Rooftop Solar and the 2021 Texas Power Crisis
Exploring small-scale solar's potential to improve grid resilience during a deep freeze event
In February 2021, Texas' electricity system failed amid a prolonged cold snap - leaving millions of Texans shivering or in the dark. Rooftop solar power, especially if paired with energy storage, could have played an important role in reducing the strain on the Texas grid during the crisis.
Solar energy is a remarkable resource. It is abundant – the U.S. has the technical potential to meet its 2020 electricity needs 78 times over with solar power alone. As a clean and renewable energy source that can help reduce reliance on dirty fossil fuels, it helps reduce pollution and protect the environment. Rooftop solar is particularly environmentally friendly, since it takes advantage of already-developed rooftops and leaves open spaces undisturbed. One additional benefit that small-scale, distributed solar offers to communities is helping to relieve strain on the power grid during times of stress. This paper explores how maximizing rooftop solar potential could magnify that particular benefit, using the 2021 Texas power crisis as a case study.
In total, Texas’s technical potential for rooftop solar generation alone is 97,800 MW – more than 15 times the total installed capacity at the time of the 2021 power crisis. This amount of rooftop solar could produce the equivalent of about one third of the state’s total electricity use in 2020.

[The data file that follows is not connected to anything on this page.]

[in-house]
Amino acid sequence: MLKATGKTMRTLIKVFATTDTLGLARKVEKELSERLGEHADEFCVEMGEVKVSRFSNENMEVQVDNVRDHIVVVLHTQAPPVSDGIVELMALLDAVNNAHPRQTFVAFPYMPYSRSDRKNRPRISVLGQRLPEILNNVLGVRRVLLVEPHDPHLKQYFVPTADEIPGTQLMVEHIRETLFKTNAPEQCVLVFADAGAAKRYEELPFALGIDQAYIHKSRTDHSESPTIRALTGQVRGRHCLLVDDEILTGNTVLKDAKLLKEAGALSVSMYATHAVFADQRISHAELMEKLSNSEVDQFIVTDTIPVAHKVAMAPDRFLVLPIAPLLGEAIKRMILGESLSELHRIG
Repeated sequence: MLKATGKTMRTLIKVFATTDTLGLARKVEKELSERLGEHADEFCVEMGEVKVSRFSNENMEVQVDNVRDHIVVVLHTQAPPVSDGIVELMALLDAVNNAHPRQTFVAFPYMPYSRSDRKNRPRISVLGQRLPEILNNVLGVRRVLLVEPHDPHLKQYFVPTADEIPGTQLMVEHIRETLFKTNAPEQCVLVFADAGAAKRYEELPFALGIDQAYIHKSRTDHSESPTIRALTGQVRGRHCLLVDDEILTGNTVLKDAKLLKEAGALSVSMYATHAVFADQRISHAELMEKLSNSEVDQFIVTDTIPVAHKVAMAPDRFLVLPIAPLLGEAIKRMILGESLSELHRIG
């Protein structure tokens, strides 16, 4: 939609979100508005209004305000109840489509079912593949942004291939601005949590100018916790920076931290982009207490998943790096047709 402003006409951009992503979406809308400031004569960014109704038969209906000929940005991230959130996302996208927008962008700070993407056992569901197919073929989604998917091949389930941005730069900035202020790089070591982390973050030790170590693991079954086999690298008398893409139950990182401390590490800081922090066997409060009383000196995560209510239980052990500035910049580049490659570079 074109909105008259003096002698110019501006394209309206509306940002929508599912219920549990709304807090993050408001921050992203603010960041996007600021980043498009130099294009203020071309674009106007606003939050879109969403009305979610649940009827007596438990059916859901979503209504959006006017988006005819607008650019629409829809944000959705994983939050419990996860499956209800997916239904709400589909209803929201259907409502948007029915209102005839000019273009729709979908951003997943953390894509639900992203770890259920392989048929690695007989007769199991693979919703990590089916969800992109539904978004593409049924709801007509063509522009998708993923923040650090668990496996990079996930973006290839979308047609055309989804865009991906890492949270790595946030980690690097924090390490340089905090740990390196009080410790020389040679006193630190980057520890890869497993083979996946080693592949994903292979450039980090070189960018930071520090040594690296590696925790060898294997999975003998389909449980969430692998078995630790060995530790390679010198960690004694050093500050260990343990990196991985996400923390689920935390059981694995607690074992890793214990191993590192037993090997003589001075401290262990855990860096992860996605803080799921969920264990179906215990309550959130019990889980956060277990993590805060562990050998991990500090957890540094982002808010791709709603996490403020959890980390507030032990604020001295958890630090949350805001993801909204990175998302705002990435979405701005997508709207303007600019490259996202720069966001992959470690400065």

Our paper finds that tapping Texas’s full rooftop solar potential would have made a world of difference during the February 2021 freeze. There were 13 days during mid- to late February during which power production fell short of forecasted demand; On 11 of those days, rooftop solar could have supplied more than enough power to meet the daily shortfall in power demand, on aggregate. And, during the two days when the gap between supply and demand was greatest (Feb 15-16, 2021), rooftop solar could still have made up between 40%- 60% of the gap.
The power crisis that took place in Texas in 2021 offered a reminder of the fragility of the energy systems that most Americans depend on. During extreme weather events, the network of power plants, transmission lines and fuel pipelines that power our lives can fail, and the consequences can be dire. Fortunately, we have the tools to greatly reduce those risks and build a truly resilient energy system.
Rooftop solar is one of those tools. Taking advantage of the nation’s vast rooftop solar potential would not only help build a more reliable grid, but also reduce other environmental and public health impacts of our current energy system. Rooftop solar is a key building block of a cleaner, greener, more resilient energy future – in Texas and across the U.S.
Photo credit: Roschetzky Photography via Shutterstock
Associate Director and Senior Policy Analyst, Frontier Group
Tony Dutzik is associate director and senior policy analyst with Frontier Group. His research and ideas on climate, energy and transportation policy have helped shape public policy debates across the U.S., and have earned coverage in media outlets from the New York Times to National Public Radio. A former journalist, Tony lives and works in Boston.
Policy Analyst, Frontier Group
Bryn Huxley-Reicher is a policy analyst at Frontier Group focusing on issues related to clean energy and the new economy. He has a BA in applied mathematics focused in earth and planetary sciences from Harvard University.